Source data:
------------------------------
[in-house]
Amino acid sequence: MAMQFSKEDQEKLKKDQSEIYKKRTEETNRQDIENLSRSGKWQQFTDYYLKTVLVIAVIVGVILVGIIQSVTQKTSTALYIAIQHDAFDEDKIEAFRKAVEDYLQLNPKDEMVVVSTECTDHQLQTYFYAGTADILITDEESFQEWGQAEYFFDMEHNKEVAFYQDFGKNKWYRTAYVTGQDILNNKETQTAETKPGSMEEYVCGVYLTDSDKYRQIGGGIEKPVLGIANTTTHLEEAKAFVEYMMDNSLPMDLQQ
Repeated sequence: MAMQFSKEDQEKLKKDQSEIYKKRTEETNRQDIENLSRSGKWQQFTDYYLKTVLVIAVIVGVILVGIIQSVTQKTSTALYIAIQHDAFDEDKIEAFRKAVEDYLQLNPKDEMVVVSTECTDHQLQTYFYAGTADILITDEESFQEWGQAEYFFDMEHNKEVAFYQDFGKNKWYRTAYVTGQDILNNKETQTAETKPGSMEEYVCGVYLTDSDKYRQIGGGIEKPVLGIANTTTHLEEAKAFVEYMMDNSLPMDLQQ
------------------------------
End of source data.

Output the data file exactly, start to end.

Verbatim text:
[in-house]
Amino acid sequence: MAMQFSKEDQEKLKKDQSEIYKKRTEETNRQDIENLSRSGKWQQFTDYYLKTVLVIAVIVGVILVGIIQSVTQKTSTALYIAIQHDAFDEDKIEAFRKAVEDYLQLNPKDEMVVVSTECTDHQLQTYFYAGTADILITDEESFQEWGQAEYFFDMEHNKEVAFYQDFGKNKWYRTAYVTGQDILNNKETQTAETKPGSMEEYVCGVYLTDSDKYRQIGGGIEKPVLGIANTTTHLEEAKAFVEYMMDNSLPMDLQQ
Repeated sequence: MAMQFSKEDQEKLKKDQSEIYKKRTEETNRQDIENLSRSGKWQQFTDYYLKTVLVIAVIVGVILVGIIQSVTQKTSTALYIAIQHDAFDEDKIEAFRKAVEDYLQLNPKDEMVVVSTECTDHQLQTYFYAGTADILITDEESFQEWGQAEYFFDMEHNKEVAFYQDFGKNKWYRTAYVTGQDILNNKETQTAETKPGSMEEYVCGVYLTDSDKYRQIGGGIEKPVLGIANTTTHLEEAKAFVEYMMDNSLPMDLQQ